Denver Bar Association
March 2005
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We Are Not Kings!

by Craig Eley

Finally, justice for lawyers. It is still politically correct to tell disparaging jokes about lawyers. They can safely be told at Boy Scout meetings, political conventions (especially Republican ones) and even church pancake breakfasts. In fact, lawyers and blondes are the only classes of people remaining who can be publicly ridiculed without the joker risking a defamation suit, civil rights complaint, or a chastising editorial in the local press. Think about it — would Rush Limbaugh have been booted off his football gig if he had said that a player runs like a lawyer after an ambulance? And instead of making a racial comment, what if Jimmy "The Greek" Snyder had said: "I can’t decide who I like in that game. I have mixed emotions — like when you see your lawyer driving off a cliff in your new Ferrari!" Wouldn’t Jimmy still be on the air? Sure, he would, except for the fact that he’s been dead for nine years.

Finally, justice for lawyers. It is still politically correct to tell disparaging jokes about lawyers. They can safely be told at Boy Scout meetings, political conventions (especially Republican ones) and even church pancake breakfasts. In fact, lawyers and blondes are the only classes of people remaining who can be publicly ridiculed without the joker risking a defamation suit, civil rights complaint, or a chastising editorial in the local press. Think about it — would Rush Limbaugh have been booted off his football gig if he had said that a player runs like a lawyer after an ambulance? And instead of making a racial comment, what if Jimmy "The Greek" Snyder had said: "I can’t decide who I like in that game. I have mixed emotions — like when you see your lawyer driving off a cliff in your new Ferrari!" Wouldn’t Jimmy still be on the air? Sure, he would, except for the fact that he’s been dead for nine years.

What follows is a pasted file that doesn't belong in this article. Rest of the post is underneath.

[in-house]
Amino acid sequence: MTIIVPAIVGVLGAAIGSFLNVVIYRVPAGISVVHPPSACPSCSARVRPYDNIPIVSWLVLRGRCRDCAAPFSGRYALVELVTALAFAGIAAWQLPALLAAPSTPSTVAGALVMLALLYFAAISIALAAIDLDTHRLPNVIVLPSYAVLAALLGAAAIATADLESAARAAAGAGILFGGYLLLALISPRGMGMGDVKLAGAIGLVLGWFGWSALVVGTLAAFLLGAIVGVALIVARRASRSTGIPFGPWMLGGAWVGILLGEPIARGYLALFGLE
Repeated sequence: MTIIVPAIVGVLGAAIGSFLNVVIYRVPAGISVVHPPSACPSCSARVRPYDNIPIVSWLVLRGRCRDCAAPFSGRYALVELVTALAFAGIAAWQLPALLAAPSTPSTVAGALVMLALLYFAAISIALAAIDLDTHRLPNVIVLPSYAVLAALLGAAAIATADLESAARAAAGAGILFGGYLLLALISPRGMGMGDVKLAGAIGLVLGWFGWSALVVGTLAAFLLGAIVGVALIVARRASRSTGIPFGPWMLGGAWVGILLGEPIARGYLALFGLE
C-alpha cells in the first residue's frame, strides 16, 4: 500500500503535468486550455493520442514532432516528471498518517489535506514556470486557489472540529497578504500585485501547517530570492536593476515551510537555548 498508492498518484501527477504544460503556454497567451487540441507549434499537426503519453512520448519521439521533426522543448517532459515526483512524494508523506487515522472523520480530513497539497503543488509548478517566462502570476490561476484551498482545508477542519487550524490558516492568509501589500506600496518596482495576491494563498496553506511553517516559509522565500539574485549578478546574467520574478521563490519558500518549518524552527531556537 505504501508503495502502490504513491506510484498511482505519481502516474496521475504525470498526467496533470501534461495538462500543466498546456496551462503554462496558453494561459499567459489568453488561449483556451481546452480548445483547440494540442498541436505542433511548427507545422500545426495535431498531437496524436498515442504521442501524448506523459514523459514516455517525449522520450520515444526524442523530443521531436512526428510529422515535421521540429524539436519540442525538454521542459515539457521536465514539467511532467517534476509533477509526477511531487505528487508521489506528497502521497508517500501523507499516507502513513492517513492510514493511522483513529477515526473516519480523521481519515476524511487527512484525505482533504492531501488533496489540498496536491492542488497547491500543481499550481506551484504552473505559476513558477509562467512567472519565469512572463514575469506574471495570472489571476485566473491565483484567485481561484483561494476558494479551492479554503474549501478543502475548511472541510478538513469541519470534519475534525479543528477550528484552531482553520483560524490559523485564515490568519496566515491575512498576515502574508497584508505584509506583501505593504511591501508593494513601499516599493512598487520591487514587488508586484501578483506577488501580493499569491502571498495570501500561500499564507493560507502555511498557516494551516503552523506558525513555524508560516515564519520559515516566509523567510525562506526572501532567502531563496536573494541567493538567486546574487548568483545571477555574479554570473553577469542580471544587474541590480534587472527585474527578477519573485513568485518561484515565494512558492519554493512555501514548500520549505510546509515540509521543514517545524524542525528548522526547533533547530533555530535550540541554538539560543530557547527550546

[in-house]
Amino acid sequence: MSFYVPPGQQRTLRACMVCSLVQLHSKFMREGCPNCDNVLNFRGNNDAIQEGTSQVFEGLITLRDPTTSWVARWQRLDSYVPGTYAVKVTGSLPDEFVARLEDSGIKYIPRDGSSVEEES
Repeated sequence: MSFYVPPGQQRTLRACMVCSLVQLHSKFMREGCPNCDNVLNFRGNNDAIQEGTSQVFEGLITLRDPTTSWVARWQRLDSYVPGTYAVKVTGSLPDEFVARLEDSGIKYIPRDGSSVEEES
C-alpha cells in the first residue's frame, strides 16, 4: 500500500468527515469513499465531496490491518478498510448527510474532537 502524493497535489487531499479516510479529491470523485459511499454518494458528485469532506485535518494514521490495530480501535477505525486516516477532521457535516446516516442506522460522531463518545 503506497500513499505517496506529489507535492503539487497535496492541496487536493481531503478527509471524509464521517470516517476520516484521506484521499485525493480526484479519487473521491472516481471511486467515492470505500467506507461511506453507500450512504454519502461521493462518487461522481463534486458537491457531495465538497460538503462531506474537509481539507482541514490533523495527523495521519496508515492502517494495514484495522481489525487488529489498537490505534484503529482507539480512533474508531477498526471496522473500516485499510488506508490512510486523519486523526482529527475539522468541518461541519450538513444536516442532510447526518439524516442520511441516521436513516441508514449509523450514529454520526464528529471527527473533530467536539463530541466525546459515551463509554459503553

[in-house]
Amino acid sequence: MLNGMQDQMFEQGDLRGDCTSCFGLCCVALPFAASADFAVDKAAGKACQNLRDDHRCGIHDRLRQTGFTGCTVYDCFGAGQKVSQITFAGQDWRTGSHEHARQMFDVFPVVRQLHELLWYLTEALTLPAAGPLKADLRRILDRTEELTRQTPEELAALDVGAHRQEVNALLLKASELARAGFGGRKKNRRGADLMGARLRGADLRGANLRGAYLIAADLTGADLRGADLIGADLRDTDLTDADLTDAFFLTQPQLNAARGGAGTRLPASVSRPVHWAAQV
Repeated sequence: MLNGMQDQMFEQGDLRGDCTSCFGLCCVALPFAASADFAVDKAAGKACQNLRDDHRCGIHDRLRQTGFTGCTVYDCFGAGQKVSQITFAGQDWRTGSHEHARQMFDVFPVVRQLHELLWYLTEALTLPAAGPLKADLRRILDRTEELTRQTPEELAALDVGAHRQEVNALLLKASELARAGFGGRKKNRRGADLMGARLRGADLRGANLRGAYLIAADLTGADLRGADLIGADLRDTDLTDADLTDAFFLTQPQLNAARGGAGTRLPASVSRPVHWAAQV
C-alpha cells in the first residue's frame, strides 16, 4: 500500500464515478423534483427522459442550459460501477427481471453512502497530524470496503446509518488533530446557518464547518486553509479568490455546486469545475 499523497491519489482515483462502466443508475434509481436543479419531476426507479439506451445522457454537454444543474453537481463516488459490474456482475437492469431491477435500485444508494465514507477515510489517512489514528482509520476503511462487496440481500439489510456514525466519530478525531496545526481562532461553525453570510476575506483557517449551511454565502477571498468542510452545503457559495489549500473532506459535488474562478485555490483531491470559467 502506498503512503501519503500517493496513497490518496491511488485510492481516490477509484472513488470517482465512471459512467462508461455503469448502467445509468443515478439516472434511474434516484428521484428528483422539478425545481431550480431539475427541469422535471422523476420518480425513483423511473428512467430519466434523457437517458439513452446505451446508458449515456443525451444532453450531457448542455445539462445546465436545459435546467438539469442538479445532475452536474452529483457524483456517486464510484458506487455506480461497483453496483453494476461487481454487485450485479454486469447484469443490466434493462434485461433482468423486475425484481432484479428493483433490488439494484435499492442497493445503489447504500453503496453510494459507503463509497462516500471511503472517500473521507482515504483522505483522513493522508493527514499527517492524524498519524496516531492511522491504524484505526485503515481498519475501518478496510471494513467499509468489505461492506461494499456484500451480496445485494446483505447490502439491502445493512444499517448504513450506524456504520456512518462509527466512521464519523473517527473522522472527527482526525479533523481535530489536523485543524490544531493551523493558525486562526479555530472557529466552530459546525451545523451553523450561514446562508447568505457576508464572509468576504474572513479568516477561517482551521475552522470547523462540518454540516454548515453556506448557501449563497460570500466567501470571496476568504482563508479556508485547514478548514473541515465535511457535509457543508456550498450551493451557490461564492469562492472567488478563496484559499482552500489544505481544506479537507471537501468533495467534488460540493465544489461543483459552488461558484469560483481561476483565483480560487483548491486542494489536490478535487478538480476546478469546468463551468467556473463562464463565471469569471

But the tide appears to be turning, and none too soon. In January, two quipsters standing in a security check line in a Hempstead, N.Y. courthouse were arrested after they regaled their co-queuees with a series of lawyer jokes. A lawyer overheard them, reported them to the authorities, and they were detained, restrained and arraigned.

Now, it would seem to me that if you are going to take a fall for telling a joke, lawyer or otherwise, you would want it to be the granddaddy of all jokes. A joke that would live in infamy. A joke so great that they would carve it onto your tombstone. But the jokes that these guys told, as quoted by news sources, were the same old lame jokes that have been heard for years. Here’s one:

Q: What’s the difference between a vulture and a lawyer?

A: Wing tips.

Maybe I’m obtuse, but don’t lawyers and vultures have wing tips? Lawyers wear wing tip shoes (although the Rocky Mountain News so cutely refers to us as "the tassel-shoed ones") and vultures have wing tips at the tips of (what else?) their wings. So the joke doesn’t even make sense.